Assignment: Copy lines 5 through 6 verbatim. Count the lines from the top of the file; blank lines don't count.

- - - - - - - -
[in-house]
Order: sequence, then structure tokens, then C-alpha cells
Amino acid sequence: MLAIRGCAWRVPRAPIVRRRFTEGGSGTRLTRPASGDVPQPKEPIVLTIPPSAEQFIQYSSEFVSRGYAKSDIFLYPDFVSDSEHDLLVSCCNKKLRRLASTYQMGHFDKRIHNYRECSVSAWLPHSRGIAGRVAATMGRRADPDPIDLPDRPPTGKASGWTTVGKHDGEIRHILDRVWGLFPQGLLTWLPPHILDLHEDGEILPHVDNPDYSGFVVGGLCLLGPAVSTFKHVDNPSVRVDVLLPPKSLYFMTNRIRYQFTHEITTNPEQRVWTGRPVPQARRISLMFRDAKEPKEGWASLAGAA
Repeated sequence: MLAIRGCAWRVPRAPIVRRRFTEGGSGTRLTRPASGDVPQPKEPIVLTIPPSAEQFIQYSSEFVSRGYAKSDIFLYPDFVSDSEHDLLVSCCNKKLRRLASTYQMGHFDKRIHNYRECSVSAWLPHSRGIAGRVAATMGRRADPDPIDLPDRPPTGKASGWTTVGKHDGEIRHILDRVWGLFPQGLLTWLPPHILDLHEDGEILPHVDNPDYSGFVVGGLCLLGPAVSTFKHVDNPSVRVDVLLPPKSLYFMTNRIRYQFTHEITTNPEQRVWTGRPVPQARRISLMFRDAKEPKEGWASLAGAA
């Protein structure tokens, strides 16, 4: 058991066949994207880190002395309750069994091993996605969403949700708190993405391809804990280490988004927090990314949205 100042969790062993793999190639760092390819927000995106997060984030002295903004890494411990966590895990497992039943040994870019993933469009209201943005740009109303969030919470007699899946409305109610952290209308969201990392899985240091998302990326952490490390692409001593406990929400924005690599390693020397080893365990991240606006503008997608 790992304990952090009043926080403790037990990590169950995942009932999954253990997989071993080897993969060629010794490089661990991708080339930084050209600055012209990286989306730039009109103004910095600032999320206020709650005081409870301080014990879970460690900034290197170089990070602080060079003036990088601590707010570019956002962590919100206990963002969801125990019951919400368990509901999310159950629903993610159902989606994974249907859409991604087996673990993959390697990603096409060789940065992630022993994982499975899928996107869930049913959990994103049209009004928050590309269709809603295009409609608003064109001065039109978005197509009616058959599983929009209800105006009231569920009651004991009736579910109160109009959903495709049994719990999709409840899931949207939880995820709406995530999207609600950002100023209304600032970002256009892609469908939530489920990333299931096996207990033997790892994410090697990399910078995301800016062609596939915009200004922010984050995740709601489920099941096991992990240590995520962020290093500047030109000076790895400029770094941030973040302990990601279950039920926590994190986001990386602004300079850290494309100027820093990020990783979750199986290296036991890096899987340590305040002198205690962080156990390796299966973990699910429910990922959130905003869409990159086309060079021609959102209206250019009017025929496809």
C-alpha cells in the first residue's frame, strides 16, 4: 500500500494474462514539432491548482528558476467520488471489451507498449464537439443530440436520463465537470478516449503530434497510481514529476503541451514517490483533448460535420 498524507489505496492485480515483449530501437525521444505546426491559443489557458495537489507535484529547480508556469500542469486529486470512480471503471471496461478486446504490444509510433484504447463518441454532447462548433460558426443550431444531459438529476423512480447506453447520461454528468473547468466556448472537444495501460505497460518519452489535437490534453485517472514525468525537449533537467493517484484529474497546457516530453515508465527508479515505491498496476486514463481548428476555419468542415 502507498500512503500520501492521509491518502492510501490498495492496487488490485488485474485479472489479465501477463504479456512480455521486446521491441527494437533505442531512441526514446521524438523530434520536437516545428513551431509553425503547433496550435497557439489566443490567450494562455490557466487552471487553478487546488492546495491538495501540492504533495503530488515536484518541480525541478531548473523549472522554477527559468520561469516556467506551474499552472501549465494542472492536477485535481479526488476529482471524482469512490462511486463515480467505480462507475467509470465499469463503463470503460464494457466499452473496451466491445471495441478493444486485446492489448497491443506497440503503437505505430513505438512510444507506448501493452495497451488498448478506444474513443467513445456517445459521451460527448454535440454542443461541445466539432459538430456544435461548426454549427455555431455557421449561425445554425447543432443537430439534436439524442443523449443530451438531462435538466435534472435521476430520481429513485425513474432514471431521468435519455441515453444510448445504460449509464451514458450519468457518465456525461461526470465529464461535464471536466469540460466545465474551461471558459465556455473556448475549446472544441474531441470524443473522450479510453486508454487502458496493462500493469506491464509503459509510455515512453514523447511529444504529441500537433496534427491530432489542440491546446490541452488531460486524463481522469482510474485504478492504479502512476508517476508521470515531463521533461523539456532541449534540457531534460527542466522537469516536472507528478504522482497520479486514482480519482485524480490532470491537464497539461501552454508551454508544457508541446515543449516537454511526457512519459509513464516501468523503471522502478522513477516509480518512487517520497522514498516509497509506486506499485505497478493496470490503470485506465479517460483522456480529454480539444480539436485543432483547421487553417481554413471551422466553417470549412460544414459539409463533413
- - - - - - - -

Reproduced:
């Protein structure tokens, strides 16, 4: 058991066949994207880190002395309750069994091993996605969403949700708190993405391809804990280490988004927090990314949205 100042969790062993793999190639760092390819927000995106997060984030002295903004890494411990966590895990497992039943040994870019993933469009209201943005740009109303969030919470007699899946409305109610952290209308969201990392899985240091998302990326952490490390692409001593406990929400924005690599390693020397080893365990991240606006503008997608 790992304990952090009043926080403790037990990590169950995942009932999954253990997989071993080897993969060629010794490089661990991708080339930084050209600055012209990286989306730039009109103004910095600032999320206020709650005081409870301080014990879970460690900034290197170089990070602080060079003036990088601590707010570019956002962590919100206990963002969801125990019951919400368990509901999310159950629903993610159902989606994974249907859409991604087996673990993959390697990603096409060789940065992630022993994982499975899928996107869930049913959990994103049209009004928050590309269709809603295009409609608003064109001065039109978005197509009616058959599983929009209800105006009231569920009651004991009736579910109160109009959903495709049994719990999709409840899931949207939880995820709406995530999207609600950002100023209304600032970002256009892609469908939530489920990333299931096996207990033997790892994410090697990399910078995301800016062609596939915009200004922010984050995740709601489920099941096991992990240590995520962020290093500047030109000076790895400029770094941030973040302990990601279950039920926590994190986001990386602004300079850290494309100027820093990020990783979750199986290296036991890096899987340590305040002198205690962080156990390796299966973990699910429910990922959130905003869409990159086309060079021609959102209206250019009017025929496809």
C-alpha cells in the first residue's frame, strides 16, 4: 500500500494474462514539432491548482528558476467520488471489451507498449464537439443530440436520463465537470478516449503530434497510481514529476503541451514517490483533448460535420 498524507489505496492485480515483449530501437525521444505546426491559443489557458495537489507535484529547480508556469500542469486529486470512480471503471471496461478486446504490444509510433484504447463518441454532447462548433460558426443550431444531459438529476423512480447506453447520461454528468473547468466556448472537444495501460505497460518519452489535437490534453485517472514525468525537449533537467493517484484529474497546457516530453515508465527508479515505491498496476486514463481548428476555419468542415 502507498500512503500520501492521509491518502492510501490498495492496487488490485488485474485479472489479465501477463504479456512480455521486446521491441527494437533505442531512441526514446521524438523530434520536437516545428513551431509553425503547433496550435497557439489566443490567450494562455490557466487552471487553478487546488492546495491538495501540492504533495503530488515536484518541480525541478531548473523549472522554477527559468520561469516556467506551474499552472501549465494542472492536477485535481479526488476529482471524482469512490462511486463515480467505480462507475467509470465499469463503463470503460464494457466499452473496451466491445471495441478493444486485446492489448497491443506497440503503437505505430513505438512510444507506448501493452495497451488498448478506444474513443467513445456517445459521451460527448454535440454542443461541445466539432459538430456544435461548426454549427455555431455557421449561425445554425447543432443537430439534436439524442443523449443530451438531462435538466435534472435521476430520481429513485425513474432514471431521468435519455441515453444510448445504460449509464451514458450519468457518465456525461461526470465529464461535464471536466469540460466545465474551461471558459465556455473556448475549446472544441474531441470524443473522450479510453486508454487502458496493462500493469506491464509503459509510455515512453514523447511529444504529441500537433496534427491530432489542440491546446490541452488531460486524463481522469482510474485504478492504479502512476508517476508521470515531463521533461523539456532541449534540457531534460527542466522537469516536472507528478504522482497520479486514482480519482485524480490532470491537464497539461501552454508551454508544457508541446515543449516537454511526457512519459509513464516501468523503471522502478522513477516509480518512487517520497522514498516509497509506486506499485505497478493496470490503470485506465479517460483522456480529454480539444480539436485543432483547421487553417481554413471551422466553417470549412460544414459539409463533413